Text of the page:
Ian Cowan of Turner, ACT, Australia recently sent me an interesting unpublished essay about the search for Wallace’s famous house on the Indonesian island of Ternate – the house in which Wallace was living when he posted his essay describing his independent discovery of natural selection to Charles Darwin in 1858. Ian’s essay follows:-
The National Museum of Australia is currently presenting the Darwin exhibition prepared by the American Museum of Natural History. Very enjoyable it is too. However, I was taken aback to see, in the fairly brief section about the Wallace connection, a photograph of what is stated to be “Wallace’s house” in Ternate. I am quite certain it is not the house Wallace occupied, and think it probable that “his” house no longer exists. Nevertheless “Wallace’s House” continues to be rediscovered from time to time. Each time it turns out to be a house I photographed in 1995, and which the person in charge of the Tourist Bureau in Kota Ternate, Sam, assured me was the house Wallace occupied.
It was with disappointment that I concluded, after taking some measurements and comparing them with the floor plan Wallace provides in The Malay Archipelago, that Sam was mistaken. Not only were the dimensions inconsistent, but so also was the structure. I continued to search for the real Wallace house, with the aid of a growing band of assistants, including a teacher, a man from the local radio station, and two or three village elders. We were not successful, and the search was abandoned after a few days. During this period, somebody told me that the house I was first shown had originally been built for a member of the Sultan’s family. It did appear to me that the house, though very dilapidated, may once have been rather fine. Particularly striking was the row of eight masonry pillars supporting the roof of the front verandah. I feel sure Wallace would have made note of this had he lived there; after all he goes to the trouble of mentioning the “strong squared posts supporting the roof.” I found no such posts, incidentally.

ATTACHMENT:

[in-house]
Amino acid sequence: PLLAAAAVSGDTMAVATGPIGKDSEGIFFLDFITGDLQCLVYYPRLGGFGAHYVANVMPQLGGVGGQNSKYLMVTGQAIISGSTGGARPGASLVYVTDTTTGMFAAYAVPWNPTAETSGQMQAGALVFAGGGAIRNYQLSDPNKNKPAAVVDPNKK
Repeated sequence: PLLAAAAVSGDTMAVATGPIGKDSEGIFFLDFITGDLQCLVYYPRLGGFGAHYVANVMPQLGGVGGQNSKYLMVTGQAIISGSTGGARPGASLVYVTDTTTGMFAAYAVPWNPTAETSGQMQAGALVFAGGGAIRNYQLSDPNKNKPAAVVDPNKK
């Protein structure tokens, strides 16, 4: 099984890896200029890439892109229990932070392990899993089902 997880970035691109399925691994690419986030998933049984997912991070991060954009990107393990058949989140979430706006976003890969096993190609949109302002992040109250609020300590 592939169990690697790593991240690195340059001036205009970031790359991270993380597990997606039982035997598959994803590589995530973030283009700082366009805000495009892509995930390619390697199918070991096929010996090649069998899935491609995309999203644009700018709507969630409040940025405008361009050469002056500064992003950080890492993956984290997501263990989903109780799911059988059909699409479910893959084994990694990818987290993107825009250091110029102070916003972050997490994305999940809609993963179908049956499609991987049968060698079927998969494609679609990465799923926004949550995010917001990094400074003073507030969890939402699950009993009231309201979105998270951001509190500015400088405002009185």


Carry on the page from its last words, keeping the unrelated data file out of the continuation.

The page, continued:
Though I was quite certain that the house Sam had shown me was not the house Wallace occupied it is a pity that I neglected to note down the measurements that would convince others of my conclusion. One can estimate from the number and spacing of the pillars that the length: width ratio of the verandah is about 7 whereas Wallace gives it as 4. But such observations are hardly sufficient to dissuade anyone bent on identifying the house as Wallace’s.